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Mary E Lacey, Desertrat

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America at Last.....
By Mary E Lacey, Desertrat
Thursday, August 26, 2010

Rated "G" by the Author.

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A follow up to the story Good Bye Beloved Land

                                             

     Their arduous journey had finally come to an end.  After six months on the ocean, land looked so beautiful.  They felt like ants in sea of immigrants.  So this was America.  They stared at the huge statue holding her arm up with a flame.  What a magnificent sight!  They couldn’t read but were told what was written, “Give me your poor, your huddled masses.”  They descended the ship and through Ellis Island to register.  They were being pushed and shoved in all different directions.  These people certainly were not friendly!  Hubert, Rosa and Teresa finally got their turn to register.   Since they could not read, everything was read to them with their responses. 

 

    “Name?” said the census taker.

 

     They didn’t understand English, so shrugged their shoulders.

     The tired census taker was smoking a cigar and looked like he had been dragged through the mud. 

     With Irritation in his voice, he said,

 

    “Oh for crying out loud, damn you foreigners, if you wanna live here, learn the language!”

 

    Hubert and Rosa didn’t quite understand, but sometimes gestures transcend language barriers.  A kind German couple offered to translate.  The man was tall with balding hair.  His wife was a very short gray haired woman wearing a black scarf.  Like a scared doe, she examined her new surroundings.

 

   After they got through the initial: Name, Port of Entry, sponsor, etc., they waited for Josef (Herbert’s brother to pick them up).  They piled into the old Model T pondering their fate.  Rosa was huge with child now, and they needed to find a place to stay…fast.

  

   Of course, they would stay with Josef for the time being, but his house was not very large and to accommodate four adults (Rosa’s sister Teresa had come with them) and a baby was not very practical in a one bedroom house.  It’s true , that in Hungary, five people in a one bedroom house would be glorious, but they wanted to live like Americans.

 

   This baby would be very special.  After a long line of Hungarians, he or she would be the first American born to the family.

 

   “Hubert!” cried Rosa.  "Come quickly, the baby is coming!"  Hubert was in the other room with Josef and didn’t hear her.  Teresa, held her hand and they sat on the sofa.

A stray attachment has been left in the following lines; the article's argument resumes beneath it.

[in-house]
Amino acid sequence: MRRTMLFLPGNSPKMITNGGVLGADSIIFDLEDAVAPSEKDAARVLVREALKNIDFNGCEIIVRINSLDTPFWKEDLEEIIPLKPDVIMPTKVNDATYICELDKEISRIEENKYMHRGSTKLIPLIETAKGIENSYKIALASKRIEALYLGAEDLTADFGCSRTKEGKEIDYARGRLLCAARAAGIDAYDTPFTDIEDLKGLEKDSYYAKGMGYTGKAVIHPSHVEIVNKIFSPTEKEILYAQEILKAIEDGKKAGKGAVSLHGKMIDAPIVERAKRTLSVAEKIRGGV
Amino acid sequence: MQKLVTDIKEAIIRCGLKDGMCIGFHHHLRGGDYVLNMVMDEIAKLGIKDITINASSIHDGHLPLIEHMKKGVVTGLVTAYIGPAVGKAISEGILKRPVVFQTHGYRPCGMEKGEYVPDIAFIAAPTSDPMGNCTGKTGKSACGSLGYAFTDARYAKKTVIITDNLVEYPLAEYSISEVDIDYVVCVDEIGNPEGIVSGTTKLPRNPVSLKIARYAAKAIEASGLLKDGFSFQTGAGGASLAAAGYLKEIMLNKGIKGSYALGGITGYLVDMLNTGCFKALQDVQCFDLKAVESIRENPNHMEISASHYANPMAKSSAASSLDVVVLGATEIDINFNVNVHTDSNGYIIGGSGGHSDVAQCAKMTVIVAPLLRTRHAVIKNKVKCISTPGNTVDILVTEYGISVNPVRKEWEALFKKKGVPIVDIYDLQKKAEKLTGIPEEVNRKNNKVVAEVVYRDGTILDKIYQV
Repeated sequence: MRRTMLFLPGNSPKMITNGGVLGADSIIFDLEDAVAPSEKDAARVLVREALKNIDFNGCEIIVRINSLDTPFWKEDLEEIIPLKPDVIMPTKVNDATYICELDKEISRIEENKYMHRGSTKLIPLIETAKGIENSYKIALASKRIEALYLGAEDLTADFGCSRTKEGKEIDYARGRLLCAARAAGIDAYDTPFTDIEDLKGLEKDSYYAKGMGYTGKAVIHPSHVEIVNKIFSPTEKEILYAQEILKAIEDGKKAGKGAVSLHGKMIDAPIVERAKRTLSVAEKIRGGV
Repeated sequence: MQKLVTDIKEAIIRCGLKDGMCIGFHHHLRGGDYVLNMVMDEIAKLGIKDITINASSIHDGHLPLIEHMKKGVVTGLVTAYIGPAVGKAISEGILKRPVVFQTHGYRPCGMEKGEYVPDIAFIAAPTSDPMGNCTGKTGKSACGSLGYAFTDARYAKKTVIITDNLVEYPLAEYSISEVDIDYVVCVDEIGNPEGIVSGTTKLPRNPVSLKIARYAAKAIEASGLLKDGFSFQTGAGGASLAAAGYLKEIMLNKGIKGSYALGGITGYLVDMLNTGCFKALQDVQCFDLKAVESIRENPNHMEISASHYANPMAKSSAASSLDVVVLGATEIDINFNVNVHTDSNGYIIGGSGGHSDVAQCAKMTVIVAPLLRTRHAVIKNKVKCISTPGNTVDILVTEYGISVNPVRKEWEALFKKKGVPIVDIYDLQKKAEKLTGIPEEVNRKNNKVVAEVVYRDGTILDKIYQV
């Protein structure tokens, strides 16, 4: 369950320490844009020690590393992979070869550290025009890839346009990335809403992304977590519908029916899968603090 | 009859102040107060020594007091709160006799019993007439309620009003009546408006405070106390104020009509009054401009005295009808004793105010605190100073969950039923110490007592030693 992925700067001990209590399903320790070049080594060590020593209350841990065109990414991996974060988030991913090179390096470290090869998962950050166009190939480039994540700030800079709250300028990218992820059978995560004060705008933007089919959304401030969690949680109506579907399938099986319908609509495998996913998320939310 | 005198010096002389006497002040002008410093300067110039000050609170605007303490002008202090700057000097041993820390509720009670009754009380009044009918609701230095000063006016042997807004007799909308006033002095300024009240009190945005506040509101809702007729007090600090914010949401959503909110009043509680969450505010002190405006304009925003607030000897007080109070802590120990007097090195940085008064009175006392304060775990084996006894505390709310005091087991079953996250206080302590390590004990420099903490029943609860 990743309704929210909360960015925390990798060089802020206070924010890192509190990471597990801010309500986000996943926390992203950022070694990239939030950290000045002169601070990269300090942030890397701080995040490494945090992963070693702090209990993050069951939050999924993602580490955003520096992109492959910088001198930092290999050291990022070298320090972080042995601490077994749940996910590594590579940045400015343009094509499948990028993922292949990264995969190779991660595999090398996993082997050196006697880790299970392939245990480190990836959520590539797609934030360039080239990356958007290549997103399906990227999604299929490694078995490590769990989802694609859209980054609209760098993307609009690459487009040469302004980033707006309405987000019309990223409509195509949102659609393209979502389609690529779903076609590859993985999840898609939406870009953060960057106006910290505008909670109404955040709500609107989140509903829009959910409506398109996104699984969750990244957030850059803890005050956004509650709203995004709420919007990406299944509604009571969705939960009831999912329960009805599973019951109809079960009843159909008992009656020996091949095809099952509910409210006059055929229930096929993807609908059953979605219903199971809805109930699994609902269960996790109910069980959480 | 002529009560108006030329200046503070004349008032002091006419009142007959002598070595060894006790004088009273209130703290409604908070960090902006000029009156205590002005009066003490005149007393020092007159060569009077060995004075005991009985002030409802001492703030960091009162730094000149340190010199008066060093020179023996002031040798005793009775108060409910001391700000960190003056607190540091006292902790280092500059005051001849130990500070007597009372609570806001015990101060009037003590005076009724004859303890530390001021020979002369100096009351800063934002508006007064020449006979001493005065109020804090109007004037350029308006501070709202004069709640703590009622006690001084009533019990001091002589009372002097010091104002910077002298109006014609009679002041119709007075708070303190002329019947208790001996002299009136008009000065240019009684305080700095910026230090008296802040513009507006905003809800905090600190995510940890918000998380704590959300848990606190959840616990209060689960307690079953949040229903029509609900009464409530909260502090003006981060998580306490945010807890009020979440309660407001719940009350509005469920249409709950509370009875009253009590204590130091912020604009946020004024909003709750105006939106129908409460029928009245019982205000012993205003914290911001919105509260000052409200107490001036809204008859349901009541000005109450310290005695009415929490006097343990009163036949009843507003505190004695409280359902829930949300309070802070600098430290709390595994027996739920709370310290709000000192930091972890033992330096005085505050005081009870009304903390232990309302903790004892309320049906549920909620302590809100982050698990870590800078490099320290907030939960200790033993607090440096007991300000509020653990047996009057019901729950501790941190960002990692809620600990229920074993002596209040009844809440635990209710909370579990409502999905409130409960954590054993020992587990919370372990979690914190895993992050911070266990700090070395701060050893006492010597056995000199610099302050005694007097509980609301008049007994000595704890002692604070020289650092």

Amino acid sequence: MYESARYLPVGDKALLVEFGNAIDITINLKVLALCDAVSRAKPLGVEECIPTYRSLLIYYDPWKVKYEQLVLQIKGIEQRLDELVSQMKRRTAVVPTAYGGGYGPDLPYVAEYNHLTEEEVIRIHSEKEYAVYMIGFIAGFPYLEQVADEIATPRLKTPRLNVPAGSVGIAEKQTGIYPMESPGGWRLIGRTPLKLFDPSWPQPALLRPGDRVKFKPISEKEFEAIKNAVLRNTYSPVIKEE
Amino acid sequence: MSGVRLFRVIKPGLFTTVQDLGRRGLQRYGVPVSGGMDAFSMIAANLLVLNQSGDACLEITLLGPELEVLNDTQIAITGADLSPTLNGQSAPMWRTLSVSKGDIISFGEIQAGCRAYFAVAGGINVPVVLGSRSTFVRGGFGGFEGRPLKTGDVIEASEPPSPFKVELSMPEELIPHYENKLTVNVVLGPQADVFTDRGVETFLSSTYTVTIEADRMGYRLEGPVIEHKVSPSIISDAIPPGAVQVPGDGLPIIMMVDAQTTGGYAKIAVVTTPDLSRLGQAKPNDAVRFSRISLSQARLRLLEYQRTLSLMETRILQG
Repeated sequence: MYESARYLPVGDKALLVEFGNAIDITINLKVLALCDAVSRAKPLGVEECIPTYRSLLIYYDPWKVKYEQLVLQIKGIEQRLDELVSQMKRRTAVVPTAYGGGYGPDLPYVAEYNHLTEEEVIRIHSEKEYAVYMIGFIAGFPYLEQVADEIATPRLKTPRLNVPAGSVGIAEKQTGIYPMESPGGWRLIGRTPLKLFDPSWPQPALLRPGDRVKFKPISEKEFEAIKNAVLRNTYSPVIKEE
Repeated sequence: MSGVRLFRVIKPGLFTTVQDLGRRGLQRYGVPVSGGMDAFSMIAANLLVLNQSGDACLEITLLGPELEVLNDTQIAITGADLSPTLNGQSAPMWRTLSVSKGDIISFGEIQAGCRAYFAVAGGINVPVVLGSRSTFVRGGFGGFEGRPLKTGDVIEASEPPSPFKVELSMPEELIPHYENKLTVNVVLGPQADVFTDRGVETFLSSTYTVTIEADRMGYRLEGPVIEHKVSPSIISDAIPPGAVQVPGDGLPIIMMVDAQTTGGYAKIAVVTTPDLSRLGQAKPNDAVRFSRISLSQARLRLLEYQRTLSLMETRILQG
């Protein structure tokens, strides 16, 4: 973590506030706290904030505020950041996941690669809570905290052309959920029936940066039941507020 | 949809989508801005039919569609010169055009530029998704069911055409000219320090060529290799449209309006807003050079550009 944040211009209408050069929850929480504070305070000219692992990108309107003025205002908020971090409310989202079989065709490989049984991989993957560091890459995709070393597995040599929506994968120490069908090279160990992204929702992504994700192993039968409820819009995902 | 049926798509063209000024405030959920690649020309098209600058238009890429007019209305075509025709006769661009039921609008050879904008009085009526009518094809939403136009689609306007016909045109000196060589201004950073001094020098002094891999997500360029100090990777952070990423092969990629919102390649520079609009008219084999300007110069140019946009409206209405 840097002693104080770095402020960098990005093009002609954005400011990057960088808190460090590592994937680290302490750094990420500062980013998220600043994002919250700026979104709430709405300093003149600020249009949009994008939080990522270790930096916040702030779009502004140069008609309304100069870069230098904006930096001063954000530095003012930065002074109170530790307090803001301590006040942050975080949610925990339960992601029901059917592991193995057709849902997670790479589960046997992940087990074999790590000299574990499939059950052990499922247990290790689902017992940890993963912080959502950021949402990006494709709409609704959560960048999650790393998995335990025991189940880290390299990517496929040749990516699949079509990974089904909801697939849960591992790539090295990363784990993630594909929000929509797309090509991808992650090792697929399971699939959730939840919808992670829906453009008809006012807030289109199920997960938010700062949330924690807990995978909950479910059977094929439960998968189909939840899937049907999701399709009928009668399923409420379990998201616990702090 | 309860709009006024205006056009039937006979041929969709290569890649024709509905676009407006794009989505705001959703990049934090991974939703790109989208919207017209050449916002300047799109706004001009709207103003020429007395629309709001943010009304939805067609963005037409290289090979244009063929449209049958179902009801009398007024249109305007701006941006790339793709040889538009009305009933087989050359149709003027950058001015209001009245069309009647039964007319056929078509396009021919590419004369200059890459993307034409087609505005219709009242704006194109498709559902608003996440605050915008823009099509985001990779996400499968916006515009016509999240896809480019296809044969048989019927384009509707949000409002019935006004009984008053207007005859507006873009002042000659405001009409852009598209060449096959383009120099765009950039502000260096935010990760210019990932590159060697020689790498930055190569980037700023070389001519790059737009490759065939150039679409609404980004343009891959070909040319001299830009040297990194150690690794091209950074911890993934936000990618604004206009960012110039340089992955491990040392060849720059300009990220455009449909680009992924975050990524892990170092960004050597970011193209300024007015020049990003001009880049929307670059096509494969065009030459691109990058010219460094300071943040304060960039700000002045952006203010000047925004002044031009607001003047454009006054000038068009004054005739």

“Teresa, we must get a midwife…now!”

 

    Teresa had hoped they could get settled before the baby came, she had no idea where she could find a midwife, she couldn’t speak English, so was at a loss.  Think, what to do!

 

    “Rosa, I am going next door to get help.  Many of these people speak German too, some came with us on the boat.”

 

    Teresa ran to their neighbor and pounded on their door.  A tall man dressed in a spin striped suit, wearing a monocle carrying a pocket watch answered the door.  Teresa thought he looked odd, but started speaking very rapidly in a thick German tongue.

 

   “Slow down, slow down, the man answered in English.  What seems to be the trouble?”

 

    Great. My sister’s going to have a baby any minute and she had no way of letting anyone know.  She would have to use sign language.  She pointed to her belly and spread her arms quite apart.  She pointed next door and grabbed her stomach as though in pain.  She then rocked her arms as though holding the baby.

 

   The man didn’t catch on, but his wife had come in the room and knew perfectly.  She ran with Teresa next door as fast as their feet could carry them.  Rosa was moaning and groaning on the floor.  Herbert and Josef had left because that was nothing for a man to see.  Before they left, they did manage to prop a pillow under her.  As luck would have it, and they hadn’t have any thus far, Magdalena was a midwife.  She held Rosa’s hand and helped her through her contractions.  She yelled at Teresa to get clean rags.  After several hours of labor, the baby was born. Magdalena cleaned her up and handed her to Rosa, who was now lying on the couch with sheets under her.  Rosa looked at her new daughter and smiled.  “Katarina, my American baby”

 

     Hubert and Josef came downstairs when they heard the baby cry.  Hubert looked at his baby daughter with tears in his eyes.  He was disappointed that she hadn’t given him a son, and while he loved the baby, he yelled at Rosa,

 

    “My first born child is a girl?  I will forgive you for this, but the next child must be a boy.”

    

     Rosa wanted to yell and scream at him but she was so tired, she just wanted him to go away.  Magdalena was still there, and couldn’t believe the cruelty of this man.  But it was none of her business, she had done her job.  She gave both Rosa and Hubert some instructions.

   

     “Rosa, you need your rest, if you need help, have your sister come get me.”

 

      Without saying a word, she told Rosa in a gesture, ‘don’t let him near you’.  She looked at Hubert and though she knew the kind of man he was said,

     

    “Please let her rest, she’s very weak right now.”

   

      Hubert nodded but was angry at a mere woman telling him what to do.  He’d put her in her place one day.